There was a large wildfire incident in Galloway on 15th & 16th April. The size has been reported as being 3mls x 2mls. The details are emerging slowly and I am hoping for a report from the Dumfries & Galloway Fire & Rescue Service, later today. First indications are that this was a management fire on a farm that got out of control.
This incident, which is far from being alone, serves to highlight the wildfire danger at the moment. It may not be as hot and sunny as two weeks ago but the vegetation is still very dry and once ignited will burn vigorously.
We have reached that time of year when the vegetation is at its driest, before the sap rises, and when the risk of wildfire incidents is at its height. In all parts of the UK, apart from in Scotland above 450m (1,500ft) the heather burning, swaling or muirburn season has finished. However, we need to maintain vigilance to avoid wildfire incidents that can be extensive and very damaging at this time of year.
After a wildfire incident, as occurred in Galloway, questions are rightly asked about how a repeat event can be avoided. There is often a call for tighter regulation or a ban on burning. These are very negative and ineffective ideas. I am convinced that the non-regulatory approach is the best. Regulations are almost impossible to enforce in a moorland situation and I believe that we will achieve more through better guidance. Good guidance through well produced and targeted codes of practice is much more likely to achieve the required results. I am hoping to lead the review of the Muirburn Code in Scotland and I have been asked to assist Defra with a review of the Heather & Grass Burning Code in England that is 5-years old this year. Relevance of these codes, and those in other parts of the UK to landowners and managers is something we can improve on and I am sure this will reduce the number of runaway management fires.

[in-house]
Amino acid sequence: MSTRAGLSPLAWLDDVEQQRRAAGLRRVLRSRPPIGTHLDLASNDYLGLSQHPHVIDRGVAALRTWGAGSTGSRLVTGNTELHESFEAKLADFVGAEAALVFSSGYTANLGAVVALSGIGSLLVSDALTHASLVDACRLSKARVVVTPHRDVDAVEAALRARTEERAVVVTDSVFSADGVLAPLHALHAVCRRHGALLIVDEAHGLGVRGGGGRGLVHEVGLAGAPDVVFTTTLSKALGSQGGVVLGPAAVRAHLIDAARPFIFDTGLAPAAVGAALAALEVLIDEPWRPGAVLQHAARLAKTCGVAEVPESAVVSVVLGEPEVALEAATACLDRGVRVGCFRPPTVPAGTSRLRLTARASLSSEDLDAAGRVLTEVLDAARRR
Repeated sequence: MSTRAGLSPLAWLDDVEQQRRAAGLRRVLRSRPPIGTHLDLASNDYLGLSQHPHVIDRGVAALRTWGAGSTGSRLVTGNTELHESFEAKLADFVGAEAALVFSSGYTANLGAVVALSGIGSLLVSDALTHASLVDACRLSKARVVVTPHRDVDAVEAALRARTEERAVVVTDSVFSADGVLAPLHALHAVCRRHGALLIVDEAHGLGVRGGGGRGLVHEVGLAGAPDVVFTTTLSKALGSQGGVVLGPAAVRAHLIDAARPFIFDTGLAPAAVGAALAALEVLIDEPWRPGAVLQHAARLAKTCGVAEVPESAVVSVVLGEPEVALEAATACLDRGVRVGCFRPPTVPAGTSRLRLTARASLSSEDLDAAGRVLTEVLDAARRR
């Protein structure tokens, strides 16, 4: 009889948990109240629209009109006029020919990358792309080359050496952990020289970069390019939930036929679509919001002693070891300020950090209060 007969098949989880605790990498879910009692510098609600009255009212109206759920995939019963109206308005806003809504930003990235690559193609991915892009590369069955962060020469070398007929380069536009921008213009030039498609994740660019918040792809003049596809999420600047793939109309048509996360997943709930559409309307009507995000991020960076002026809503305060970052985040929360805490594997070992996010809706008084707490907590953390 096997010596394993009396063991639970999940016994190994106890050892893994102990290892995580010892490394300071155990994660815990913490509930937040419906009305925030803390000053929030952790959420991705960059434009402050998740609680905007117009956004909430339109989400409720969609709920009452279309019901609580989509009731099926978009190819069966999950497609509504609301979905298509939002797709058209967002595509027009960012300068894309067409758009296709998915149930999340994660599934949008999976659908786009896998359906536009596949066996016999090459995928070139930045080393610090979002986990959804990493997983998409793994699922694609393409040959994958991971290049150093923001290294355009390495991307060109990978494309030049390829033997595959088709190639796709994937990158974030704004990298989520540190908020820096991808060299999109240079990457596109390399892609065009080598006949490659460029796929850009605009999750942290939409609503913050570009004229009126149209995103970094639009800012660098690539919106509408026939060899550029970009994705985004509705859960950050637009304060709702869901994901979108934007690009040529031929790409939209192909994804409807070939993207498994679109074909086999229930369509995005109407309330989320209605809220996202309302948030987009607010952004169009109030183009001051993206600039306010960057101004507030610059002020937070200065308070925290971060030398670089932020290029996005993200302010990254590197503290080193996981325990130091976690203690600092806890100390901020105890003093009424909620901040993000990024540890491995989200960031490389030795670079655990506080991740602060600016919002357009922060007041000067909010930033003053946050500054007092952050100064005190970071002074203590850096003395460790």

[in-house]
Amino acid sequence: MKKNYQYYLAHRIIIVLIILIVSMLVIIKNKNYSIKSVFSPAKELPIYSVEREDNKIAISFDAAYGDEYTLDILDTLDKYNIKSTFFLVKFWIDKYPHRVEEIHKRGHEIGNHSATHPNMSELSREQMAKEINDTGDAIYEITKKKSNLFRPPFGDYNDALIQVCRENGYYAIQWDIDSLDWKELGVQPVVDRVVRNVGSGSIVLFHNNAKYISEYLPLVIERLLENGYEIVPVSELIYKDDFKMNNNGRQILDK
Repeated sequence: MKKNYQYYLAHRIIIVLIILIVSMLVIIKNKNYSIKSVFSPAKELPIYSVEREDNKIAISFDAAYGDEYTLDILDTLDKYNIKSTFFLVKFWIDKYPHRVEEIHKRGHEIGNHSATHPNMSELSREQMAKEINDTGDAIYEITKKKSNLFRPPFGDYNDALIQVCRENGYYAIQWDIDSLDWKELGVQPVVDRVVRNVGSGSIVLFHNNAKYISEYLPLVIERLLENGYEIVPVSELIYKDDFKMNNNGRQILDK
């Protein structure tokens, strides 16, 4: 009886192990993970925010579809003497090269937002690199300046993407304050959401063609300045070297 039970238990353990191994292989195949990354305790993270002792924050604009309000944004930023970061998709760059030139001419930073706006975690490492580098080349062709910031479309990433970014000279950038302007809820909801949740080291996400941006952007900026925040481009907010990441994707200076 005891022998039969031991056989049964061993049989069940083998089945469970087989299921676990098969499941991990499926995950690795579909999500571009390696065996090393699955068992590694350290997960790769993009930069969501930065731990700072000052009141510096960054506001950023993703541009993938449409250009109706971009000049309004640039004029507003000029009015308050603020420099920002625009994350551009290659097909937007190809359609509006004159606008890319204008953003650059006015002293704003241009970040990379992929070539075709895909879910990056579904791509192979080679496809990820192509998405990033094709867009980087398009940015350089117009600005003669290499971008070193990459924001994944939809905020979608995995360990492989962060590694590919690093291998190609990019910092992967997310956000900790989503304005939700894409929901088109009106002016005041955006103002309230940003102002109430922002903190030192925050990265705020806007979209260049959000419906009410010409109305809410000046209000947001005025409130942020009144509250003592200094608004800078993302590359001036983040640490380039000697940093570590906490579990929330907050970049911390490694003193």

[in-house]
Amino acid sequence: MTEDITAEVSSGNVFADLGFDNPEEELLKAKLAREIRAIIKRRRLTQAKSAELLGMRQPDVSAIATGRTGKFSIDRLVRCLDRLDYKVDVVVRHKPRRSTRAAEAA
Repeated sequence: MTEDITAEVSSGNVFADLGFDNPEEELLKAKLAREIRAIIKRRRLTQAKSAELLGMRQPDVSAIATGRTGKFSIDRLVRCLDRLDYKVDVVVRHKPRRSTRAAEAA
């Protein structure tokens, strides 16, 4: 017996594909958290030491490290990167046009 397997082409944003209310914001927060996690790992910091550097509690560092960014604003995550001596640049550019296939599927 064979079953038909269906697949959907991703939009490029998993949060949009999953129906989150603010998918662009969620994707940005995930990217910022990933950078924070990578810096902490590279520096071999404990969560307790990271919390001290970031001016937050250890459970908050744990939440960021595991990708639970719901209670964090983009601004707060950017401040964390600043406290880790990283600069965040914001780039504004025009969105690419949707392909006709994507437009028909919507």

In Dumfries & Galloway, I helped to start a Fire Group in 2007, but this withered and died due to a lack of support for it from the agencies and a lack of funding. After this fire in Galloway, and the earlier one on Criffel (see the previous entry in this Blog), perhaps the D&G Fire Group will appear to offer better value for money. A fire group does not need lots of expensive equipment; it is there to provide support, coordination and guidance for landowners, land managers, the agencies and the fire & rescue service. This does not require vast funds but it does require effort and commitment. The Scottish Wildfire Forum is available to coordinate the work of the fire groups, but this also needs to properly resourced.
I will provide extra detail about this fire, if it is relevant. Meanwhile I am in Devon preparing to chair a meeting of the England & Wales Wildfire Forum tomorrow.